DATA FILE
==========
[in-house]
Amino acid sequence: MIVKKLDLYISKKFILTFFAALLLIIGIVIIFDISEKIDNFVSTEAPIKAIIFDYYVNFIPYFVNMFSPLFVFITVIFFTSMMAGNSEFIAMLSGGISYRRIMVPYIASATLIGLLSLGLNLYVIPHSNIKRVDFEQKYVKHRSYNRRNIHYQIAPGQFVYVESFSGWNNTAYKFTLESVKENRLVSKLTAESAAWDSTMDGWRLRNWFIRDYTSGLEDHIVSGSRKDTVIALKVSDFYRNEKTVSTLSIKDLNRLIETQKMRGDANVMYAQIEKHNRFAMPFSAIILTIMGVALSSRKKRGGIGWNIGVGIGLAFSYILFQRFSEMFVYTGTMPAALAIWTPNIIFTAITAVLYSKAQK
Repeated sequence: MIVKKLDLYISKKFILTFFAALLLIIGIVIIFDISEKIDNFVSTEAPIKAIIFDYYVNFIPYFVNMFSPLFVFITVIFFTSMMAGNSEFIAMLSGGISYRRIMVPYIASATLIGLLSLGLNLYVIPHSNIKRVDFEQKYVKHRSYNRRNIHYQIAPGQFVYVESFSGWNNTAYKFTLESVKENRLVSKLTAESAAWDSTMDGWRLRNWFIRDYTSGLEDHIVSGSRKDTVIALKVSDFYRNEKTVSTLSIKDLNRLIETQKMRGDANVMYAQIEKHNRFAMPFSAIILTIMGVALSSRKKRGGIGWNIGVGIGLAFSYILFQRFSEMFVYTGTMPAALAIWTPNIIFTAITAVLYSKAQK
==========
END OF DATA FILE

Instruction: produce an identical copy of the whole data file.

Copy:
[in-house]
Amino acid sequence: MIVKKLDLYISKKFILTFFAALLLIIGIVIIFDISEKIDNFVSTEAPIKAIIFDYYVNFIPYFVNMFSPLFVFITVIFFTSMMAGNSEFIAMLSGGISYRRIMVPYIASATLIGLLSLGLNLYVIPHSNIKRVDFEQKYVKHRSYNRRNIHYQIAPGQFVYVESFSGWNNTAYKFTLESVKENRLVSKLTAESAAWDSTMDGWRLRNWFIRDYTSGLEDHIVSGSRKDTVIALKVSDFYRNEKTVSTLSIKDLNRLIETQKMRGDANVMYAQIEKHNRFAMPFSAIILTIMGVALSSRKKRGGIGWNIGVGIGLAFSYILFQRFSEMFVYTGTMPAALAIWTPNIIFTAITAVLYSKAQK
Repeated sequence: MIVKKLDLYISKKFILTFFAALLLIIGIVIIFDISEKIDNFVSTEAPIKAIIFDYYVNFIPYFVNMFSPLFVFITVIFFTSMMAGNSEFIAMLSGGISYRRIMVPYIASATLIGLLSLGLNLYVIPHSNIKRVDFEQKYVKHRSYNRRNIHYQIAPGQFVYVESFSGWNNTAYKFTLESVKENRLVSKLTAESAAWDSTMDGWRLRNWFIRDYTSGLEDHIVSGSRKDTVIALKVSDFYRNEKTVSTLSIKDLNRLIETQKMRGDANVMYAQIEKHNRFAMPFSAIILTIMGVALSSRKKRGGIGWNIGVGIGLAFSYILFQRFSEMFVYTGTMPAALAIWTPNIIFTAITAVLYSKAQK